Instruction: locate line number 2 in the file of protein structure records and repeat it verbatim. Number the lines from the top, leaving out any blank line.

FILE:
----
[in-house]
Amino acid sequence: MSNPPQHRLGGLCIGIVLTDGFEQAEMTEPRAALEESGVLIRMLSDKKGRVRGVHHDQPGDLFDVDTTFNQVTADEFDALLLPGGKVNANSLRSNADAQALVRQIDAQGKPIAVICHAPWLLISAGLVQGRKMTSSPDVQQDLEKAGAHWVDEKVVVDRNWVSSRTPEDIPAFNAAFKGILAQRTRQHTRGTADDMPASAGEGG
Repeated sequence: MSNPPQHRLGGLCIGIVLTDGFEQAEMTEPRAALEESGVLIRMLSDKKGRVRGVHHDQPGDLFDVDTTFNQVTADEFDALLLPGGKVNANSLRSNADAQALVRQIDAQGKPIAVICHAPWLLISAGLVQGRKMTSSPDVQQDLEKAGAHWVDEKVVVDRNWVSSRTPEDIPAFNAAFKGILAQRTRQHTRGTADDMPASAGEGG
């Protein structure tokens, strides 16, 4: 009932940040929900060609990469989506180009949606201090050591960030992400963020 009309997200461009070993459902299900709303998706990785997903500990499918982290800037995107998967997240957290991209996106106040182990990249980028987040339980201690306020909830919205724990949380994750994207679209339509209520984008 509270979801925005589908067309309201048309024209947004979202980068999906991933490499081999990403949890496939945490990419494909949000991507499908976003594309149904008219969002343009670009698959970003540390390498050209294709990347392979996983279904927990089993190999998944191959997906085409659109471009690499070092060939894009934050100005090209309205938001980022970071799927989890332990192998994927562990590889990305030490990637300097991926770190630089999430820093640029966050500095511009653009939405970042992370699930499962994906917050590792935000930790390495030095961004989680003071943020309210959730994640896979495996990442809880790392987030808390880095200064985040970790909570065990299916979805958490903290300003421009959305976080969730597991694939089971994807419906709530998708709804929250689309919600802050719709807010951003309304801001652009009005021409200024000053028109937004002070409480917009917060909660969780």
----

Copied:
Amino acid sequence: MSNPPQHRLGGLCIGIVLTDGFEQAEMTEPRAALEESGVLIRMLSDKKGRVRGVHHDQPGDLFDVDTTFNQVTADEFDALLLPGGKVNANSLRSNADAQALVRQIDAQGKPIAVICHAPWLLISAGLVQGRKMTSSPDVQQDLEKAGAHWVDEKVVVDRNWVSSRTPEDIPAFNAAFKGILAQRTRQHTRGTADDMPASAGEGG